2 Corinthians 4:7-18 with Philippians 4:4-7
Last in the series “Laughing with God”
In the days of sailing ships, a terrible storm arose and a ship was lost in a deserted area. A lone surviving sailor washed upon an uninhabited island. In his desperation, he prayed daily for God to help and rescue him, but he never once saw a passing ship. Over time, he built a crude hut and stored a few items he recovered from the wreck.
One day, as the sailor was returning to his hut after searching for food, he saw a column of smoke. As he ran, he saw his hut in flames. All was lost. Now not only was he alone, but he had nothing to help him in his struggle to survive. Shocked and overcome with despair, he spent a sleepless night wondering what would happen to him and questioning whether life was even worth living.
What’s your reaction? That poor survivor – what bad luck! He can’t possibly go on, can he? He’s frustrated and hopeless, feeling like all his efforts have been for nothing. Even though we’re not stuck on a deserted island, maybe some of us can relate to his feelings. Is there any reason to hope? This sounds like a “glass-half-empty” situation.
Often in life, we experience circumstances that are unexpected, unforeseen, unfortunate, tragic, even just plain wrong. We sometimes default to a negative outlook on them.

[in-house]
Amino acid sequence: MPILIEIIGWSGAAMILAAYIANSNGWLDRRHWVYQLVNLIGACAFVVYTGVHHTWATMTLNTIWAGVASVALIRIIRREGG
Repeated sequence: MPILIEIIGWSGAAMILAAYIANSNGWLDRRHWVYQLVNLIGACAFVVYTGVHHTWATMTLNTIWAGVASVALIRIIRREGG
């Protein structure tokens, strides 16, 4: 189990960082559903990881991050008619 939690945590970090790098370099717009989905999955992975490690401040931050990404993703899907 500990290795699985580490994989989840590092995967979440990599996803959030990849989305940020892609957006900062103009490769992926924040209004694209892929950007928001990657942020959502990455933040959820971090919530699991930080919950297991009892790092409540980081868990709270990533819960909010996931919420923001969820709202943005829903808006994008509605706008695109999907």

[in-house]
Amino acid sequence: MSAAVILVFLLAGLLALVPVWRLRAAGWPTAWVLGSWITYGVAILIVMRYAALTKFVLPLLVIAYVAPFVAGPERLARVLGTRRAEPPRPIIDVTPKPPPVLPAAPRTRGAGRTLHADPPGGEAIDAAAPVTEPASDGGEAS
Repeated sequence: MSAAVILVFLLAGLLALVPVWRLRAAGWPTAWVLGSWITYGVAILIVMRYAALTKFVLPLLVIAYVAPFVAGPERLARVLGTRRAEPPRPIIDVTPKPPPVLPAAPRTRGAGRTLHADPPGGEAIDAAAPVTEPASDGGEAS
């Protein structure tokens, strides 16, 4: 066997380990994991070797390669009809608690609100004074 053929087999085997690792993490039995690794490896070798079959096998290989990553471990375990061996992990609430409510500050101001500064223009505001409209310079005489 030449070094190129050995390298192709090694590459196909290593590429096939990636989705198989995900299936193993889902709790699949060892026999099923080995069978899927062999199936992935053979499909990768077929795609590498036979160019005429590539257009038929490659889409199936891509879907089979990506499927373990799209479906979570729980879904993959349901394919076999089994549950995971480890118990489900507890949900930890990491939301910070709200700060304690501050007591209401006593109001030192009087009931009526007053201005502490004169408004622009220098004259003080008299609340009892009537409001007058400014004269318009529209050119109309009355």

But I wonder: But what if we did not label present circumstances or situations when things do not go our way? How would our mental health be in the present if we didn’t hurriedly stamp things in our present or our past? Rather than simply complaining or being negative about a present moment, what would it mean for us to encounter every circumstance in life as having the possibility of something good to result?
One of the faithful figures of the New Testament and leaders of the Christian faith who knew suffering and hardships was the Apostle Paul. He wrote many of the letters in the New Testament showing how he saw God at work in the world. He carried the message of Jesus Christ crucified and resurrected throughout the eastern Mediterranean region, including modern day Lebanon, Syria, Turkey, Greece and Italy. He knew his road in his life and ministry would be rocky and difficult. Yet he shows that our present circumstances are fooled.
Our text today comes from the letter known as 2 Corinthians. In the book of Acts in the Bible, chapter 18, we read about Paul’s ministry in Corinth. He went there and established a church. However, leaders among the Jewish community complained about Paul to the Roman ruler.